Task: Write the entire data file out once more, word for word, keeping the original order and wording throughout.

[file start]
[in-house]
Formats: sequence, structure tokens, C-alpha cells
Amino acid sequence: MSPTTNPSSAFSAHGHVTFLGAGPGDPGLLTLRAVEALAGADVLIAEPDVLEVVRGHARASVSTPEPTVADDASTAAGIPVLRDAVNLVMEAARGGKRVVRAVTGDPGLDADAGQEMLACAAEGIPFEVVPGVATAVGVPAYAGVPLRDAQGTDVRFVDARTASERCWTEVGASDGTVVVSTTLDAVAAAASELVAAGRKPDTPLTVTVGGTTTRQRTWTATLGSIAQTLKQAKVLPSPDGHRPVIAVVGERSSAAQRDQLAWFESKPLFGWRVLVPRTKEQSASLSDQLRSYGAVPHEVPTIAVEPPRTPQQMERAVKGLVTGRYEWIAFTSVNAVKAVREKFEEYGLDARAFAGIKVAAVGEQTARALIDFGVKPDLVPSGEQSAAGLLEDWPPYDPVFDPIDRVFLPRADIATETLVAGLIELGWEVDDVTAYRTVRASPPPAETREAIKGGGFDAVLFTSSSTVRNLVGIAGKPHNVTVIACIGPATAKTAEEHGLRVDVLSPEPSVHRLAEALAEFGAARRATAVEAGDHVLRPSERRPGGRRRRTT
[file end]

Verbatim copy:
[in-house]
Formats: sequence, structure tokens, C-alpha cells
Amino acid sequence: MSPTTNPSSAFSAHGHVTFLGAGPGDPGLLTLRAVEALAGADVLIAEPDVLEVVRGHARASVSTPEPTVADDASTAAGIPVLRDAVNLVMEAARGGKRVVRAVTGDPGLDADAGQEMLACAAEGIPFEVVPGVATAVGVPAYAGVPLRDAQGTDVRFVDARTASERCWTEVGASDGTVVVSTTLDAVAAAASELVAAGRKPDTPLTVTVGGTTTRQRTWTATLGSIAQTLKQAKVLPSPDGHRPVIAVVGERSSAAQRDQLAWFESKPLFGWRVLVPRTKEQSASLSDQLRSYGAVPHEVPTIAVEPPRTPQQMERAVKGLVTGRYEWIAFTSVNAVKAVREKFEEYGLDARAFAGIKVAAVGEQTARALIDFGVKPDLVPSGEQSAAGLLEDWPPYDPVFDPIDRVFLPRADIATETLVAGLIELGWEVDDVTAYRTVRASPPPAETREAIKGGGFDAVLFTSSSTVRNLVGIAGKPHNVTVIACIGPATAKTAEEHGLRVDVLSPEPSVHRLAEALAEFGAARRATAVEAGDHVLRPSERRPGGRRRRTT